Sharing-2nd Sunday of Lent Homily

Hello Friends,

I am sharing a homily by Pastor Dick Dahl in my recent absence–he has given us a great message here–I will use it as a Lenten reflection for this week–enjoy! 


When I last spoke with you in November, I shared many thoughts from the Franciscan priest, Richard Rohr, who is Director of the Center for Contemplation and Action in Albuquerque, New Mexico. I am continuing to share much of his thinking in this homily.

The dictionary describes the word “God” as a noun, but it should be as a verb.  Father Richard Rohr writes, “We’ve been worshipping an image of God that is not the God of Jesus. Today’s Gospel reveals the God of Jesus  when from a cloud the Father says of the man Jesus, “This is my Son, my beloved.”

A few hours before his imprisonment and death, Jesus promised that he and the Father would send the Spirit to us—to guide when we are confused, to console when we  are in darkness, to strengthen when we are overwhelmed, to make us one with the Father and Him. The essence of God is a triune relationship.

The Spirit draws us into the dynamic, ever-creating love of the Father and the Son. This intimate and immanent indwelling envelops us and, moreover, it pervades the entire universe. The Spirit reveals that all of creation reflects the relational nature of God. It makes perfect sense that the universe contain the relation-al imprint of the relational love of the Trinity that created it.

Scientists and contemplatives alike are confirming that the fundamental nature of reality is relational, from inner quantum reality to the furthest galaxies of the cosmos. The Trinitarian revelation starts with the nature of loving as the very nature of being!

People are hungry for connection. Two thirds of Millenials who say they identify with no religion nevertheless say they believe in God or some ultimate Source. They are forming new centers of social community in their attempt to meet that need. We need relationship with God and one another.

Like Abraham and his wife Sarah in the first reading from Genesis today, we also are called to take part in the journey which is our life. We have left the familiarity of our childhood into the present. We face an unknown future.

But what we know, by the indwelling Spirit, is that whatever our present circumstances, we are part of the Trinity’s forcefield, the divine dance, the relationship with Father, Son and Spirit that embraces us in relationship with each other and with the entire universe.

Father Rohr says that God’s mystery rests in mutuality.  A Trinitarian person lives in the mutual relationship that God is—the relationship that God has gratuitously drawn us into. The Trinity is a participative mystery.

Relationships are what Jesus spoke of by word and act. “Whenever you fed, gave water, clothing and comfort to the least of my brethren,” he said, “you gave it to me.” He called those who were despised by others—the tax collector, the prostitute, the leper, the Samaritan—to have a meal with him, to touch him, to experience his love, his respect, his understanding and acceptance.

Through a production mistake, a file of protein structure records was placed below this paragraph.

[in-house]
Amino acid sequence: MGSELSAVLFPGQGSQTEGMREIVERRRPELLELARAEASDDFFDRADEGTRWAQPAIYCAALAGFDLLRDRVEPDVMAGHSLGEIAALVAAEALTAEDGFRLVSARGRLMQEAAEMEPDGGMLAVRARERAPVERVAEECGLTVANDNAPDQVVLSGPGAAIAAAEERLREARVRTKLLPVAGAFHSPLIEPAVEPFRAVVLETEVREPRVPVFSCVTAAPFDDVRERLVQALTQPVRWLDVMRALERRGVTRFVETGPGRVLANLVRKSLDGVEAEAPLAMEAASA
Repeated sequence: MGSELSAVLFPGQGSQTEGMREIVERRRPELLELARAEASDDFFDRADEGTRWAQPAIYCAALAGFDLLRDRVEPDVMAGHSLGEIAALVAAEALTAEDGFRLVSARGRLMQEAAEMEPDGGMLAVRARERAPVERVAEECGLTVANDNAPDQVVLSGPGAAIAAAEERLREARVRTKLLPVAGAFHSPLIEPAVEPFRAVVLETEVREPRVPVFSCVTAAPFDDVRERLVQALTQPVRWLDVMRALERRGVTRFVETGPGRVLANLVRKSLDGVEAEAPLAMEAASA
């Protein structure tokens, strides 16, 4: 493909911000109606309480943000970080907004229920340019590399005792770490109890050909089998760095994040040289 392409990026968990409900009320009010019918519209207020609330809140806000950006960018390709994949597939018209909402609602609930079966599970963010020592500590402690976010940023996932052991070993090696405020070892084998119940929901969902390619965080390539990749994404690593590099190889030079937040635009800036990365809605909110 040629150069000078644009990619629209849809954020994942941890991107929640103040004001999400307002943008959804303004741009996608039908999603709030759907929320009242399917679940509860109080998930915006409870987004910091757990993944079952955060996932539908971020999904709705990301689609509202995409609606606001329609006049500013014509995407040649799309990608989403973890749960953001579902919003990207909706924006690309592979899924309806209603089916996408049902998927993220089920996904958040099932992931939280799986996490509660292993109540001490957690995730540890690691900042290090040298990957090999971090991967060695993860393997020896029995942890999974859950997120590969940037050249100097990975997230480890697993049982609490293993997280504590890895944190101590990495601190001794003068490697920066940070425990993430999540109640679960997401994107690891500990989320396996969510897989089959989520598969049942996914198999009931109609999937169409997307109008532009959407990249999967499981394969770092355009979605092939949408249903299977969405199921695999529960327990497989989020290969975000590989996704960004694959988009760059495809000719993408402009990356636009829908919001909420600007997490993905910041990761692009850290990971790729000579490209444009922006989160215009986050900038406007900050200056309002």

The relational essence of our God draws us to look at our relationships, or lack of them, with the people caught in the web of our lives. As most of you know, I have a close relationship with people in the Unitarian-Universalist Fellowship. Many of them present themselves as former Catholics and former Christians. I struggled in my relationship with one man in the group who despite, or perhaps because of, his Catholic education from elementary school through four years at a Jesuit university, repeatedly expresses his distain for organized religion. However, another member of the group who sees himself as agnostic, has been an instrument of the Holy Spirit for me by his pointing out to me the principle that has guided his life through fifty years as a social worker: Relationships are more important than what people say they believe. By valuing the friendship with the person I had had problems with, regardless of his beliefs, our relationship has persevered and grown.

I found the same to be true with a cousin of mine whose political beliefs offended me deeply and alienated me. Fortunately my agnostic friend’s words and the message of his life has helped me to value and nurture the relationship with my cousin over the beliefs that he expressed.  Words are important, but love is more important.

The Triune God is why we must not revert to clannish tribalism or nationalism. We have a divinely given relationship with every person in the world—no matter how they may seem to differ from us. We must not let differences frighten us nor allow us to see them as “other.” We are called to discover and celebrate the more important ways we are alike.

The Spirit draws us by the overwhelming love of the Father and the Son. Each time we inhale life-giving air, we can think of inhaling the loving embrace of our Trinitarian God. Each time we exhale, we can respond to that gift with our own grateful love.

Let this prayer by Father Rohr resonate in you:

God for us, we call you Father.

God alongside us, we call you Jesus.

God within us, we call you Holy Spirit.

You are the eternal mystery that enables, enfolds, and enlivens all things, Even us and even me.

Every name falls short of your goodness and greatness.

We can only see you in what is.

We ask for such perfect seeing—

As it was in the beginning, is now, and ever shall be.

Amen. So be it.